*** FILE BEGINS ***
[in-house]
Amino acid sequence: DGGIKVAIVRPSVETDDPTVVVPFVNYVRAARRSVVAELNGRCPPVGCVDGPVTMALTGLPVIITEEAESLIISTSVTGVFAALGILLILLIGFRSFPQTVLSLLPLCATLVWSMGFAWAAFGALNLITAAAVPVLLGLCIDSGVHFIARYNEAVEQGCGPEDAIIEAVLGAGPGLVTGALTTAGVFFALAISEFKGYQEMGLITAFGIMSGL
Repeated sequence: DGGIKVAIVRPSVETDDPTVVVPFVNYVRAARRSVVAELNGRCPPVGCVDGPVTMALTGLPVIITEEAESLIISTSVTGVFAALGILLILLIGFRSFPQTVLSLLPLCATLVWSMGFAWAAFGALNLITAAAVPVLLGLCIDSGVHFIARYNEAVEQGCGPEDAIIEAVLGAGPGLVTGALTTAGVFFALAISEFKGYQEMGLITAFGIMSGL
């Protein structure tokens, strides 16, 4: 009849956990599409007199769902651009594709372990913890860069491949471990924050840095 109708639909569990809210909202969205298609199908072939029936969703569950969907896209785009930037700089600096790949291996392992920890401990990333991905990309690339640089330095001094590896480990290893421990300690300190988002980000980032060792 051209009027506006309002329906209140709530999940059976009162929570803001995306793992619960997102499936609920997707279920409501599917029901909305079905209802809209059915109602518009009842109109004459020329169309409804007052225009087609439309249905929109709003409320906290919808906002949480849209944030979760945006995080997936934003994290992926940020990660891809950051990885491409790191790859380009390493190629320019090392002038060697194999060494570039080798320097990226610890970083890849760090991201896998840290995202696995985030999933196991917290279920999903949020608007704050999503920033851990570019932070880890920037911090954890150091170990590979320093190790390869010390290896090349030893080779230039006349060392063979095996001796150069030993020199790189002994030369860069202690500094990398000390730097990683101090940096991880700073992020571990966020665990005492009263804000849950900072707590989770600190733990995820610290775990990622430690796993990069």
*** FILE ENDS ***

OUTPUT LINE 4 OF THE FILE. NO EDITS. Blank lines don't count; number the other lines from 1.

């Protein structure tokens, strides 16, 4: 009849956990599409007199769902651009594709372990913890860069491949471990924050840095 109708639909569990809210909202969205298609199908072939029936969703569950969907896209785009930037700089600096790949291996392992920890401990990333991905990309690339640089330095001094590896480990290893421990300690300190988002980000980032060792 051209009027506006309002329906209140709530999940059976009162929570803001995306793992619960997102499936609920997707279920409501599917029901909305079905209802809209059915109602518009009842109109004459020329169309409804007052225009087609439309249905929109709003409320906290919808906002949480849209944030979760945006995080997936934003994290992926940020990660891809950051990885491409790191790859380009390493190629320019090392002038060697194999060494570039080798320097990226610890970083890849760090991201896998840290995202696995985030999933196991917290279920999903949020608007704050999503920033851990570019932070880890920037911090954890150091170990590979320093190790390869010390290896090349030893080779230039006349060392063979095996001796150069030993020199790189002994030369860069202690500094990398000390730097990683101090940096991880700073992020571990966020665990005492009263804000849950900072707590989770600190733990995820610290775990990622430690796993990069």